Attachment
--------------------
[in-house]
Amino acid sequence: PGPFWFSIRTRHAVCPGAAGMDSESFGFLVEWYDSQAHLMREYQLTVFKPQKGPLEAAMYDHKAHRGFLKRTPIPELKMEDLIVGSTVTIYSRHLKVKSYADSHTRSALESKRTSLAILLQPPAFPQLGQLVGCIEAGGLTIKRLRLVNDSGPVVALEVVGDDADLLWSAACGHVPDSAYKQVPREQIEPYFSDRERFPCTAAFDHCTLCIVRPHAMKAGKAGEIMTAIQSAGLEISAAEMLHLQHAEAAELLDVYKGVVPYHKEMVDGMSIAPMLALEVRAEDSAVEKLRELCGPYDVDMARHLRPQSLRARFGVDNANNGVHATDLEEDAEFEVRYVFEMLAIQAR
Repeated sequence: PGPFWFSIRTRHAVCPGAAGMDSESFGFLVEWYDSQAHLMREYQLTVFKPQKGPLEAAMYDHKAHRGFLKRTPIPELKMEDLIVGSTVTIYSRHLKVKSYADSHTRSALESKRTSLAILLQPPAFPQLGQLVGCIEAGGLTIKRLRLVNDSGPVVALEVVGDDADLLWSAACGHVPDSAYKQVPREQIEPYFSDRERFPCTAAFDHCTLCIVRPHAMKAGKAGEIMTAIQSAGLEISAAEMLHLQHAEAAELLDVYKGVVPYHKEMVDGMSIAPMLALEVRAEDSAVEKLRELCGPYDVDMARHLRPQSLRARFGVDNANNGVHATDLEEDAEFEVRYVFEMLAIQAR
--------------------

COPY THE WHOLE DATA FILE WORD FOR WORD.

[in-house]
Amino acid sequence: PGPFWFSIRTRHAVCPGAAGMDSESFGFLVEWYDSQAHLMREYQLTVFKPQKGPLEAAMYDHKAHRGFLKRTPIPELKMEDLIVGSTVTIYSRHLKVKSYADSHTRSALESKRTSLAILLQPPAFPQLGQLVGCIEAGGLTIKRLRLVNDSGPVVALEVVGDDADLLWSAACGHVPDSAYKQVPREQIEPYFSDRERFPCTAAFDHCTLCIVRPHAMKAGKAGEIMTAIQSAGLEISAAEMLHLQHAEAAELLDVYKGVVPYHKEMVDGMSIAPMLALEVRAEDSAVEKLRELCGPYDVDMARHLRPQSLRARFGVDNANNGVHATDLEEDAEFEVRYVFEMLAIQAR
Repeated sequence: PGPFWFSIRTRHAVCPGAAGMDSESFGFLVEWYDSQAHLMREYQLTVFKPQKGPLEAAMYDHKAHRGFLKRTPIPELKMEDLIVGSTVTIYSRHLKVKSYADSHTRSALESKRTSLAILLQPPAFPQLGQLVGCIEAGGLTIKRLRLVNDSGPVVALEVVGDDADLLWSAACGHVPDSAYKQVPREQIEPYFSDRERFPCTAAFDHCTLCIVRPHAMKAGKAGEIMTAIQSAGLEISAAEMLHLQHAEAAELLDVYKGVVPYHKEMVDGMSIAPMLALEVRAEDSAVEKLRELCGPYDVDMARHLRPQSLRARFGVDNANNGVHATDLEEDAEFEVRYVFEMLAIQAR